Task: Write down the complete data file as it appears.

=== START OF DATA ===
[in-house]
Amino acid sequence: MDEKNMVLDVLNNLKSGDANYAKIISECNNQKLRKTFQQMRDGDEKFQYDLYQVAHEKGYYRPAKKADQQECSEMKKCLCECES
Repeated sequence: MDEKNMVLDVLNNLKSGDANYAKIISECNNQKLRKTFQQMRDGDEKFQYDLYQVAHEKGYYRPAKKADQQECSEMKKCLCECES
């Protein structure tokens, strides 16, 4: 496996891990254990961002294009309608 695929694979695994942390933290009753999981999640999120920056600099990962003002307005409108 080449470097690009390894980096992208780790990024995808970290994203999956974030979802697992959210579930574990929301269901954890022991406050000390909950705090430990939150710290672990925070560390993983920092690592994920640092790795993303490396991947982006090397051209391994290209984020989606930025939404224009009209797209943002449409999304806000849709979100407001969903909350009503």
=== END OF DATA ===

[in-house]
Amino acid sequence: MDEKNMVLDVLNNLKSGDANYAKIISECNNQKLRKTFQQMRDGDEKFQYDLYQVAHEKGYYRPAKKADQQECSEMKKCLCECES
Repeated sequence: MDEKNMVLDVLNNLKSGDANYAKIISECNNQKLRKTFQQMRDGDEKFQYDLYQVAHEKGYYRPAKKADQQECSEMKKCLCECES
């Protein structure tokens, strides 16, 4: 496996891990254990961002294009309608 695929694979695994942390933290009753999981999640999120920056600099990962003002307005409108 080449470097690009390894980096992208780790990024995808970290994203999956974030979802697992959210579930574990929301269901954890022991406050000390909950705090430990939150710290672990925070560390993983920092690592994920640092790795993303490396991947982006090397051209391994290209984020989606930025939404224009009209797209943002449409999304806000849709979100407001969903909350009503």